A coalition of Jewish, Catholic and Protestant organizations has filed an amicus brief asking that Proposition 8 be upheld. The coalition argues that the successful 2008 ballot measure, which overturned a state Supreme Court decision imposing same-sex “marriage,” prevents widespread church-state conflict.
The parties to the brief include the California Catholic Conference, the Seventh-Day Adventist Church State Council, the United States Conference of Catholic Bishops, and the Union Of Orthodox Jewish Congregations of America. Their brief, one of sixty submitted to the court, was drafted by the Becket Fund for Religious Liberty.
The brief warned that overturning the ballot measure would undermine the democratic process.
Proposition 8 “serves the common good of society to allow the interconnected and religiously sensitive issues of marriage, family and children to be discussed and decided within the political process, not silenced by judicial pronouncement,” the brief argued.
The ballot measure also prevents the creation of “a systemic, irresolvable conflict between church and state” in issues such as housing and public accommodations.
“Although no one expects these religious adherents or their ministers to be required actually to conduct same-sex marriage ceremonies, we do expect them to be—and have already seen them be—sued and otherwise punished for their refusal to treat same-sex and different-sex couples as moral equivalents in the numerous other contexts where religious institutions operate in society,” the brief continued.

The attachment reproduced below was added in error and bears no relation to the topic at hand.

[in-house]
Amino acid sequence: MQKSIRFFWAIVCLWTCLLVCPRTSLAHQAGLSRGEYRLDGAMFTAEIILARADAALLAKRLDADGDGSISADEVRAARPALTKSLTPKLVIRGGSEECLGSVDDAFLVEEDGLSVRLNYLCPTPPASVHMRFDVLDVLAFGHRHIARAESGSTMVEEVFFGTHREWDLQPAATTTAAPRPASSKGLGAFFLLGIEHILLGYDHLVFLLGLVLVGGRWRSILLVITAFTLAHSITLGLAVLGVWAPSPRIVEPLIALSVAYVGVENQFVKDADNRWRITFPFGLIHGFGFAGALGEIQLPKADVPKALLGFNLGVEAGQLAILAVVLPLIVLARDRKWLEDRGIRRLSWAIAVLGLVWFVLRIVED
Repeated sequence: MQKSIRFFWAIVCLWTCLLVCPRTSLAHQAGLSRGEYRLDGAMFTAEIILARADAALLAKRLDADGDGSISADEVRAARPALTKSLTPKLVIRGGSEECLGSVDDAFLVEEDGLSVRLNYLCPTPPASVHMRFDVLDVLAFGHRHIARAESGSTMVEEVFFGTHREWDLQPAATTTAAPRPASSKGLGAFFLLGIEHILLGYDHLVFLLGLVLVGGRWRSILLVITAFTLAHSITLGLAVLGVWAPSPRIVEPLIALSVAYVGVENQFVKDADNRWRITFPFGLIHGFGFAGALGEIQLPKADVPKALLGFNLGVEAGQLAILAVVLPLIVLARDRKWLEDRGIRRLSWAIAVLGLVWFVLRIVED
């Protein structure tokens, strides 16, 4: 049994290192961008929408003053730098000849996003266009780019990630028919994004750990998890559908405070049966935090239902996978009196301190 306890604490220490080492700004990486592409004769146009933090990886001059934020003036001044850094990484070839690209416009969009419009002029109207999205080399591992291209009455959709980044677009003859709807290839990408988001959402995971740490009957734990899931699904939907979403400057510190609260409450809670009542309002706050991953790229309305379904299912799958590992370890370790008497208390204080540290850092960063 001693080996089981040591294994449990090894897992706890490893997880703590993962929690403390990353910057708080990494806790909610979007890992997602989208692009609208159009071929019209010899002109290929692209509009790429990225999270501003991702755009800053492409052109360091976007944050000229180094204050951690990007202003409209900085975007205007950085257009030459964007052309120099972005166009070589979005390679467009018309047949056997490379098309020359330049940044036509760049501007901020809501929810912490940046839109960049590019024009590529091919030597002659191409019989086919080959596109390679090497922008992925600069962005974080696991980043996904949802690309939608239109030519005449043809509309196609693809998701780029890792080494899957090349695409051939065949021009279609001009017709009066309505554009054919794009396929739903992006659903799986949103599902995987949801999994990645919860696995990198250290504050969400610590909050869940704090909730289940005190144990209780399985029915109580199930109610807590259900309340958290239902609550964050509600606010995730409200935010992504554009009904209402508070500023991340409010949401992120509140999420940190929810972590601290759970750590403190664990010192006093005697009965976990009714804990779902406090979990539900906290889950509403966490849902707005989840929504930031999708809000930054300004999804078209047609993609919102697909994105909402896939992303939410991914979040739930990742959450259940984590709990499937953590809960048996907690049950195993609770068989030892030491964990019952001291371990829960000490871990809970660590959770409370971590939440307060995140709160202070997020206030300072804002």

Eric Rassbach, national litigation director at the Becket Fund, in a Jan. 27 statement argued that there are “many fundamental rights and interests at stake in the debate over same-sex marriage.”
“Those rights and interests can best be balanced if the political process is allowed to continue. If the Court instead overturns Proposition 8, it sets the stage to gridlock California courts with hundreds, even thousands, of legal challenges and decades of societal rancor and legal strife,” he said.
"We have an opportunity here to reason, debate and negotiate our way to a place where the civil rights of both gays and lesbians and religious people are recognized and respected. But not if the court steps in and freezes the debate, forcing each side to assume an entrenched position."
The statement adds that the Becket Fund takes no position on the recognition of same-sex marriage. It argues that in states where same-sex marriage is recognized, governments should provide “robust exemptions” for those with conscientious objections.
In November, the Becket Fund released a study titled “Same-Sex Marriage and State Anti-Discrimination Laws” which claimed the legal recognition of same-sex marriage could affect over 350 separate state anti-discrimination laws and could render objectors to same-sex marriage vulnerable to lawsuits.